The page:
Artisanal Thinking

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artisanal_thinking

Yasser Qahawish leads a restaurant revolution in the breadbasket of Ontario

Before he studied culinary arts in college, before he trained under the talented hand of J.P. Challet, and before he helmed the kitchen at Toronto’s acclaimed Osgoode Hall restaurant, Yasser Qahawish was dishing out homemade sandwiches and coffee from this childhood home.

“When my older brother moved out and went to university, I turned his bedroom into a little café,” he reminisces. “I would actually charge my uncles and aunts to try to make a little money. I was only 14, but I served and made everything myself.”

Today, Qahawish is still doing things from scratch. As the owner and executive chef of Artisanale Café & Bistro in Guelph, Ont., this Montreal native completely transformed a revered local institution into a blossoming French-inspired resto. He’s forging partnerships with farmers and following his ingredients on their journey from seed to plate. Most importantly, he’s proving that taking risks in the restaurant business can pay off.

While studying at George Brown College, Qahawish did a stage at the Inn at Manitou in Muskoka, Ont., where he worked alongside Challet and fell in love with French cuisine. “It was an amazing experience,” he says. “And the more I discovered, the more I realized that French food culture was appealing and interesting to me.”

Post-grad, successful runs at top Toronto restaurants such as Auberge du Pommier, Lakes, The Fifth and the Corner House helped him hone his culinary style. But it was as executive chef at the Osgoode Hall restaurant in 1998 that he truly began to develop a passion for the Ontario harvest. During his eight-year tenure at the restaurant, he brought farm-fresh fruits and vegetables to the forefront of the dining room. Judges and lawyers ate up the idea at lunch, while critics poured on the praise. Not long after, the space opened to the public for dinner.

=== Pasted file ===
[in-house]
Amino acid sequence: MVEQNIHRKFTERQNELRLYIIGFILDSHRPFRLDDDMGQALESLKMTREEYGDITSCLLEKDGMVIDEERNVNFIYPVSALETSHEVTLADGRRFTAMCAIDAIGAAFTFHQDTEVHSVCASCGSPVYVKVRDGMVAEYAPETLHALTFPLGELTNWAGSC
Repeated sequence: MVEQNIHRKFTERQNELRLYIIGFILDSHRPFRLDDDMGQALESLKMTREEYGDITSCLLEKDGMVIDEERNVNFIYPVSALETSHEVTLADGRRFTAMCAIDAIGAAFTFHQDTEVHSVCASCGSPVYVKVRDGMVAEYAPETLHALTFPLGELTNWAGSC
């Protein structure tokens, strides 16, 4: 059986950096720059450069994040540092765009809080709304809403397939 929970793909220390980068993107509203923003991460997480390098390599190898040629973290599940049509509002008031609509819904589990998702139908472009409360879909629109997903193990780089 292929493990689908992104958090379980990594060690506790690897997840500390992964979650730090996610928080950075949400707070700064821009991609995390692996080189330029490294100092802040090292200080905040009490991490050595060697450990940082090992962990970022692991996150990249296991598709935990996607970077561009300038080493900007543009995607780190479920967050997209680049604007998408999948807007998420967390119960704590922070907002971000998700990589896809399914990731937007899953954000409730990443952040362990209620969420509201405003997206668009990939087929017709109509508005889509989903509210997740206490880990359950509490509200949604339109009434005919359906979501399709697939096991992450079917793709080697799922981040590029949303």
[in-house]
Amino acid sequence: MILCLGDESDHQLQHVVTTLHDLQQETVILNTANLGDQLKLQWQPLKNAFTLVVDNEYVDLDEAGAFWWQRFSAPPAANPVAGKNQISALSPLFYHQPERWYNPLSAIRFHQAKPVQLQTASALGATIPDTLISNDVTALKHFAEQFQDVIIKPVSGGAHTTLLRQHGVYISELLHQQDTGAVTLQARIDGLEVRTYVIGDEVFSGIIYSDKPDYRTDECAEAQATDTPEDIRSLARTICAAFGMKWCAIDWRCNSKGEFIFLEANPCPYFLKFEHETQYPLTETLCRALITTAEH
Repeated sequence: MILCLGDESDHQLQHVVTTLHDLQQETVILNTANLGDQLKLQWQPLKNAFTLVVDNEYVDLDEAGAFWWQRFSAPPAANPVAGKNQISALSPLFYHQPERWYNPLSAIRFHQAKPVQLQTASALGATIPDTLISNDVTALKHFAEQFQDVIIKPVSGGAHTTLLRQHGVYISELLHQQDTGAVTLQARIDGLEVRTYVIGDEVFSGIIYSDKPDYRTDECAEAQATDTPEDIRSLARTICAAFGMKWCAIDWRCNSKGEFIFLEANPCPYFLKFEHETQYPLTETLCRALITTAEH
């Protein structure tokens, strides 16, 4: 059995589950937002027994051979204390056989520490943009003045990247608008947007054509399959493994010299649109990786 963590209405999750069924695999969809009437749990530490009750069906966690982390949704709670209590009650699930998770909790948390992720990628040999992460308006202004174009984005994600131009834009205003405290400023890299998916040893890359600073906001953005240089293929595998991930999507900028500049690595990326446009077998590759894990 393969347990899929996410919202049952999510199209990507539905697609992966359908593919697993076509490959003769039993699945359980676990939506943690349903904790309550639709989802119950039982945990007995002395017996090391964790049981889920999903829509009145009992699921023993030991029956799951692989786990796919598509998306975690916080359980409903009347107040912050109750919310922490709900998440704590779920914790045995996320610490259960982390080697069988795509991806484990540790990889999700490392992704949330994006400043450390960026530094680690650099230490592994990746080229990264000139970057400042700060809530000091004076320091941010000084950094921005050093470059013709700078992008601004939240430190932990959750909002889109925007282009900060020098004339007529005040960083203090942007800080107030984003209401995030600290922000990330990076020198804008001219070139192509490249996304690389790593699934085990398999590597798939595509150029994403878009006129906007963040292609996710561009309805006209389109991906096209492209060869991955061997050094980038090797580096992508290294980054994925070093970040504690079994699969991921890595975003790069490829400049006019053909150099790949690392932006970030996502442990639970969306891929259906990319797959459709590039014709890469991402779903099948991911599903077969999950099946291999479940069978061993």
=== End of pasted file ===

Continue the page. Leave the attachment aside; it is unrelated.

“We tripled our sales in the third year when all the articles came out, and it kept on going,” he says. “It was a success I saw through, and I guess when you do that it’s hard to walk away. [But] in the meantime, I was looking to start my own business.”

Qahawish’s commitment to local, seasonal and sustainable food was further solidified as he worked and cooked on weekends at Michael Schmidt’s biodynamic Glencolton Farms just south of Owen Sound, Ont. The rural life sat well with him, and he left the downtown core in 2006, settling in Guelph, were he re-vamped the city’s Bookshelf Café and gave the place a personal touch.

At Artisanale, most ingredients used in his classic bistro fare are sourced within a 200-mile range. He admits at first it was hard to win over the locals with his unique concept, but now, both in the café and the dining room, patrons happily feast on Qahawish classics like quiche, steak frites and croque monsieur.

Thanks to Artisanale’s rising popularity, Qahawish says his next step is to stay the course — to keep showcasing local flavours and make his business profitable. “I love making people happy, and food is my way to do it,” he says. “Food is what makes us. We are what we eat, as they say. And there’s a lot in that.”

Photography by Roger Yip

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